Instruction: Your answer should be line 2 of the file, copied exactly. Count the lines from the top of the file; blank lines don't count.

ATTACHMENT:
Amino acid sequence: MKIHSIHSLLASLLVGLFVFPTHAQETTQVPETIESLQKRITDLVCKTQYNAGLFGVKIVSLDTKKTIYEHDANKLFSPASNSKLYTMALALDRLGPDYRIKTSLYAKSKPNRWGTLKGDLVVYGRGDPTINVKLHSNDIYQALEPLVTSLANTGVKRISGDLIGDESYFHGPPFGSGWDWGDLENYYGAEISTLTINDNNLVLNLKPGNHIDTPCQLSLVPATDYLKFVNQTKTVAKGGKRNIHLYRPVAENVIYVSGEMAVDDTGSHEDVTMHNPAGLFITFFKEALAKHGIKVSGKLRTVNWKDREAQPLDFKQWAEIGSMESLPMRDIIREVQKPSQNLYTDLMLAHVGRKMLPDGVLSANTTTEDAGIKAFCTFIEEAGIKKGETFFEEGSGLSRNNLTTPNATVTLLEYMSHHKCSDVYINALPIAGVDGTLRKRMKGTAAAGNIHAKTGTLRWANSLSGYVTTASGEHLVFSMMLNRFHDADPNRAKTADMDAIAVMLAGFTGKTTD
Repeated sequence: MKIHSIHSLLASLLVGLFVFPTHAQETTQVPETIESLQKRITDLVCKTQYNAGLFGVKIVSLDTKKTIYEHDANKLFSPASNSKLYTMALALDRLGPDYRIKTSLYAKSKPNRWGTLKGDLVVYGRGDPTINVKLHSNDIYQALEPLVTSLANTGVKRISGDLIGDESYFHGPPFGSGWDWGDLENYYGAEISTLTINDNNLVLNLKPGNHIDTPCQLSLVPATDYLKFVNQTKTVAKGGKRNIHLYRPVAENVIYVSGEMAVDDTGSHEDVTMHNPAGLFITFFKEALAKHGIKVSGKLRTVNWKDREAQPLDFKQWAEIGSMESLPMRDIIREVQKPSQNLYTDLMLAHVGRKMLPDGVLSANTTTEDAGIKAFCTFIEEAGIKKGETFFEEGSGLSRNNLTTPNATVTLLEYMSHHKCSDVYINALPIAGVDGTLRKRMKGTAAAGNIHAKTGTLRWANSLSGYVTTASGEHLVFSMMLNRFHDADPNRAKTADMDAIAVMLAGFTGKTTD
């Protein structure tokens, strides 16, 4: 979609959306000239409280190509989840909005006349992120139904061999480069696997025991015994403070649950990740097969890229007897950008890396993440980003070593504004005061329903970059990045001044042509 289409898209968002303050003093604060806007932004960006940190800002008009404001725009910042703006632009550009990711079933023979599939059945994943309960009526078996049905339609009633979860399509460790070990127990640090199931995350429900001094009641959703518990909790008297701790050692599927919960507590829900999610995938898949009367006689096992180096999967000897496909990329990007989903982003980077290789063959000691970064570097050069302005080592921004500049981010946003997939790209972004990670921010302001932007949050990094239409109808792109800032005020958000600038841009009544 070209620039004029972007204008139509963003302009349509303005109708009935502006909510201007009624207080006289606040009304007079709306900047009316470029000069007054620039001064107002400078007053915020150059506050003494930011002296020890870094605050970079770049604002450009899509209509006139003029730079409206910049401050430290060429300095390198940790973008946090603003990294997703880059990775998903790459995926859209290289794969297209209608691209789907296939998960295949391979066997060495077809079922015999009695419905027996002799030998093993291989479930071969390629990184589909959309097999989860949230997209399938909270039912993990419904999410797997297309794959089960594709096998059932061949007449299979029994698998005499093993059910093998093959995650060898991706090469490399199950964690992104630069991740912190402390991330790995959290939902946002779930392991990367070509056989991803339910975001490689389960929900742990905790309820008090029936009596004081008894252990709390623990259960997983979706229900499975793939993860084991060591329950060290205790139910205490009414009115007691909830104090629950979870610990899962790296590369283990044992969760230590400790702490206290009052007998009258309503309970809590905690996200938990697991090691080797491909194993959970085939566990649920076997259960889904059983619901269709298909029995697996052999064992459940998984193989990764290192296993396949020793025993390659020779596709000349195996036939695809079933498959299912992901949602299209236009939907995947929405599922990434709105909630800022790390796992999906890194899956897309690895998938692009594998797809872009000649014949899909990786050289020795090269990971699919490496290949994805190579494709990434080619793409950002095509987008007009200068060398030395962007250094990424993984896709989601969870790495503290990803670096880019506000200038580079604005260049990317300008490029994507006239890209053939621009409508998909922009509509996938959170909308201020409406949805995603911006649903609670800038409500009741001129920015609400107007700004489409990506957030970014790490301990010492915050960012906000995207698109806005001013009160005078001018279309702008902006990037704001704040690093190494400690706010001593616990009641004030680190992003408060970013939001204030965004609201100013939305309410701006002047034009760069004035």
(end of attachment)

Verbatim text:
Repeated sequence: MKIHSIHSLLASLLVGLFVFPTHAQETTQVPETIESLQKRITDLVCKTQYNAGLFGVKIVSLDTKKTIYEHDANKLFSPASNSKLYTMALALDRLGPDYRIKTSLYAKSKPNRWGTLKGDLVVYGRGDPTINVKLHSNDIYQALEPLVTSLANTGVKRISGDLIGDESYFHGPPFGSGWDWGDLENYYGAEISTLTINDNNLVLNLKPGNHIDTPCQLSLVPATDYLKFVNQTKTVAKGGKRNIHLYRPVAENVIYVSGEMAVDDTGSHEDVTMHNPAGLFITFFKEALAKHGIKVSGKLRTVNWKDREAQPLDFKQWAEIGSMESLPMRDIIREVQKPSQNLYTDLMLAHVGRKMLPDGVLSANTTTEDAGIKAFCTFIEEAGIKKGETFFEEGSGLSRNNLTTPNATVTLLEYMSHHKCSDVYINALPIAGVDGTLRKRMKGTAAAGNIHAKTGTLRWANSLSGYVTTASGEHLVFSMMLNRFHDADPNRAKTADMDAIAVMLAGFTGKTTD